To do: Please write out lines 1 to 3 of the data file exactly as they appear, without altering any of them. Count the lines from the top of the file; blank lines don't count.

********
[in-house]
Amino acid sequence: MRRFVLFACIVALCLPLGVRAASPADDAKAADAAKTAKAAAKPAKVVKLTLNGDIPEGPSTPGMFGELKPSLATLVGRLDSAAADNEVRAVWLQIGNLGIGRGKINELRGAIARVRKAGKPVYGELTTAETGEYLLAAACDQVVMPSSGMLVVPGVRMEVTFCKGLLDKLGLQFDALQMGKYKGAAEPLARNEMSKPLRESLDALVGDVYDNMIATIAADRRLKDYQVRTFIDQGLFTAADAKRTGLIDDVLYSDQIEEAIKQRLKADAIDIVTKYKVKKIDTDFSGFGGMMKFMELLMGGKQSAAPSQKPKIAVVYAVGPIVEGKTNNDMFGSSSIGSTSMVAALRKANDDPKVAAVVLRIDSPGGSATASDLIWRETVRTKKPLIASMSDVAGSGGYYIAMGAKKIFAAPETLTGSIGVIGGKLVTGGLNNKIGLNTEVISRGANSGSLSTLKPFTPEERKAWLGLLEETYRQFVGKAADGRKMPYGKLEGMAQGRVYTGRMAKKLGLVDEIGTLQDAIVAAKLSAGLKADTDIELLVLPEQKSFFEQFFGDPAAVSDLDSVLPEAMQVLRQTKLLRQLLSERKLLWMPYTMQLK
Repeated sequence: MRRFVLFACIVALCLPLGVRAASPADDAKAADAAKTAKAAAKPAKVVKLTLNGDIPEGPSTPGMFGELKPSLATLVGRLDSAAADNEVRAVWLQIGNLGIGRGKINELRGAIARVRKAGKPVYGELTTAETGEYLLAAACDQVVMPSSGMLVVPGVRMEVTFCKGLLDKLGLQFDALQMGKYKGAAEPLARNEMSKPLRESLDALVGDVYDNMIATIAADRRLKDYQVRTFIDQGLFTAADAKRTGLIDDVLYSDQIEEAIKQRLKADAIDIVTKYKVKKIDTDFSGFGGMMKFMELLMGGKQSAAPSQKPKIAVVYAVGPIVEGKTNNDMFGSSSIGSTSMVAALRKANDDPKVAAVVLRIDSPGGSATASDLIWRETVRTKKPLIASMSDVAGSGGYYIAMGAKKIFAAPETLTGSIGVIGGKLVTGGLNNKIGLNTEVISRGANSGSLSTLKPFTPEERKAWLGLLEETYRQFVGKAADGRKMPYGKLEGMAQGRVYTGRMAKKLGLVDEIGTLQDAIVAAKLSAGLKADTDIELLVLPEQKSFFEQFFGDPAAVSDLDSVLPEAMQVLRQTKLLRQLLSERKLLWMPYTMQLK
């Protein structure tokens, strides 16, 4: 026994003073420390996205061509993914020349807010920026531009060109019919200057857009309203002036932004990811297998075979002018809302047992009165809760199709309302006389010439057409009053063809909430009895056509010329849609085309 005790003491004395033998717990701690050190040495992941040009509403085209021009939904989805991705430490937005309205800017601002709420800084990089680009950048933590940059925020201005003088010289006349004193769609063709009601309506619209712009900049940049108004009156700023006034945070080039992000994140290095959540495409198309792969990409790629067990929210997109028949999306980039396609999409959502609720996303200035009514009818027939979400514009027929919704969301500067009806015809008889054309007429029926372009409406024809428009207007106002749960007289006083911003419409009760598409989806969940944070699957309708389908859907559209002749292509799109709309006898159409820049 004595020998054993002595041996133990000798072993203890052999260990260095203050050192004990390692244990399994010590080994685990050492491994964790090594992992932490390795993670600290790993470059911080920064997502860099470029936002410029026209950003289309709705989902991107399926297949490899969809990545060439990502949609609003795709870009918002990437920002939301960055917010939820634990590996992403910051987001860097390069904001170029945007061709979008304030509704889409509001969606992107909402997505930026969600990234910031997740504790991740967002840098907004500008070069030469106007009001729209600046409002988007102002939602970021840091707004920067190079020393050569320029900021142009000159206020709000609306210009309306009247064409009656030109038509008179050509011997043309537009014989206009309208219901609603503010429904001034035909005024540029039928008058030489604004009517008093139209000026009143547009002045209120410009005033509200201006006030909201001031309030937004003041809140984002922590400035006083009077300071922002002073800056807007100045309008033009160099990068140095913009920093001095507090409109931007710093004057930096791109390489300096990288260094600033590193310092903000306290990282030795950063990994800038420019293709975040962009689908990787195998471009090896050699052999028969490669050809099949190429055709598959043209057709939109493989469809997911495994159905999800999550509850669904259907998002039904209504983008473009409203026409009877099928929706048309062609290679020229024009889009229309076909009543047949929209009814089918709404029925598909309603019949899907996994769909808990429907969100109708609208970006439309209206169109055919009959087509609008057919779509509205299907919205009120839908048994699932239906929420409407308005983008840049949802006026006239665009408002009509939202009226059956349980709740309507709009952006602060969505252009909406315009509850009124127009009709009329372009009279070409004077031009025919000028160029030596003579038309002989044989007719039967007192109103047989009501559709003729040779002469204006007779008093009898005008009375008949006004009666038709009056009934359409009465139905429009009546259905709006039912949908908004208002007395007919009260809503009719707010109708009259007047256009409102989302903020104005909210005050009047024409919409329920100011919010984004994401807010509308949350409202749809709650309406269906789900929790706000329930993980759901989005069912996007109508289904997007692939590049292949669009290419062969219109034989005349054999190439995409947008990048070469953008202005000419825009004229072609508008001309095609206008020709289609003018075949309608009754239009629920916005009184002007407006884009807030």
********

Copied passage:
[in-house]
Amino acid sequence: MRRFVLFACIVALCLPLGVRAASPADDAKAADAAKTAKAAAKPAKVVKLTLNGDIPEGPSTPGMFGELKPSLATLVGRLDSAAADNEVRAVWLQIGNLGIGRGKINELRGAIARVRKAGKPVYGELTTAETGEYLLAAACDQVVMPSSGMLVVPGVRMEVTFCKGLLDKLGLQFDALQMGKYKGAAEPLARNEMSKPLRESLDALVGDVYDNMIATIAADRRLKDYQVRTFIDQGLFTAADAKRTGLIDDVLYSDQIEEAIKQRLKADAIDIVTKYKVKKIDTDFSGFGGMMKFMELLMGGKQSAAPSQKPKIAVVYAVGPIVEGKTNNDMFGSSSIGSTSMVAALRKANDDPKVAAVVLRIDSPGGSATASDLIWRETVRTKKPLIASMSDVAGSGGYYIAMGAKKIFAAPETLTGSIGVIGGKLVTGGLNNKIGLNTEVISRGANSGSLSTLKPFTPEERKAWLGLLEETYRQFVGKAADGRKMPYGKLEGMAQGRVYTGRMAKKLGLVDEIGTLQDAIVAAKLSAGLKADTDIELLVLPEQKSFFEQFFGDPAAVSDLDSVLPEAMQVLRQTKLLRQLLSERKLLWMPYTMQLK
Repeated sequence: MRRFVLFACIVALCLPLGVRAASPADDAKAADAAKTAKAAAKPAKVVKLTLNGDIPEGPSTPGMFGELKPSLATLVGRLDSAAADNEVRAVWLQIGNLGIGRGKINELRGAIARVRKAGKPVYGELTTAETGEYLLAAACDQVVMPSSGMLVVPGVRMEVTFCKGLLDKLGLQFDALQMGKYKGAAEPLARNEMSKPLRESLDALVGDVYDNMIATIAADRRLKDYQVRTFIDQGLFTAADAKRTGLIDDVLYSDQIEEAIKQRLKADAIDIVTKYKVKKIDTDFSGFGGMMKFMELLMGGKQSAAPSQKPKIAVVYAVGPIVEGKTNNDMFGSSSIGSTSMVAALRKANDDPKVAAVVLRIDSPGGSATASDLIWRETVRTKKPLIASMSDVAGSGGYYIAMGAKKIFAAPETLTGSIGVIGGKLVTGGLNNKIGLNTEVISRGANSGSLSTLKPFTPEERKAWLGLLEETYRQFVGKAADGRKMPYGKLEGMAQGRVYTGRMAKKLGLVDEIGTLQDAIVAAKLSAGLKADTDIELLVLPEQKSFFEQFFGDPAAVSDLDSVLPEAMQVLRQTKLLRQLLSERKLLWMPYTMQLK